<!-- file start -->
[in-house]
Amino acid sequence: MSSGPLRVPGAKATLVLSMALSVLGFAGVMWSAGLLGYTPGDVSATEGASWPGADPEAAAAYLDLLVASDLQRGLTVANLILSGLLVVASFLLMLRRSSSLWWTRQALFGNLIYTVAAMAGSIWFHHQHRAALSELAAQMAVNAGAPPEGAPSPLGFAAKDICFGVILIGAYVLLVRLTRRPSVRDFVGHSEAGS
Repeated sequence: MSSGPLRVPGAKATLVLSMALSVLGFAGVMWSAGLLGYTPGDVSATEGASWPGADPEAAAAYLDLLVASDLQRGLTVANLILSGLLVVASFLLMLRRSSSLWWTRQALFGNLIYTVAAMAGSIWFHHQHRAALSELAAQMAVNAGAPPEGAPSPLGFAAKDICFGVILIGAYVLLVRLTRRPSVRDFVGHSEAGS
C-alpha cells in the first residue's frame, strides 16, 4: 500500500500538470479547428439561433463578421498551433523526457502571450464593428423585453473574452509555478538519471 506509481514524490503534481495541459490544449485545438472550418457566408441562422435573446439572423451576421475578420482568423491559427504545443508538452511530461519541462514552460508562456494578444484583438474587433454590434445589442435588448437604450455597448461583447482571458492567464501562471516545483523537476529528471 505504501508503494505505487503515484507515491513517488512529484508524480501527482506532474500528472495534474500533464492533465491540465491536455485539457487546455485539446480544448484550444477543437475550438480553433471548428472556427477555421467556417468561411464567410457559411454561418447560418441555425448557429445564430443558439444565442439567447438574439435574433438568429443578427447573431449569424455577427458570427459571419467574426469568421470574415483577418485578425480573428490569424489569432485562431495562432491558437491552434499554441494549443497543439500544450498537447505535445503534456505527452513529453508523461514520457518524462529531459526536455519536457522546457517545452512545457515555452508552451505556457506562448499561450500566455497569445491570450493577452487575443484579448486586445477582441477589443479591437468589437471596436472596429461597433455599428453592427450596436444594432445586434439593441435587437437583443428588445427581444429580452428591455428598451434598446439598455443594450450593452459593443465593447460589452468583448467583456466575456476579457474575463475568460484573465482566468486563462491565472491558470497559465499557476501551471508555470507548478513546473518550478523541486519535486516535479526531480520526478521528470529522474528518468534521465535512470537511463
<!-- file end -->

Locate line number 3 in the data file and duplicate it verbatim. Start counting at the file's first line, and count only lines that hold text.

Repeated sequence: MSSGPLRVPGAKATLVLSMALSVLGFAGVMWSAGLLGYTPGDVSATEGASWPGADPEAAAAYLDLLVASDLQRGLTVANLILSGLLVVASFLLMLRRSSSLWWTRQALFGNLIYTVAAMAGSIWFHHQHRAALSELAAQMAVNAGAPPEGAPSPLGFAAKDICFGVILIGAYVLLVRLTRRPSVRDFVGHSEAGS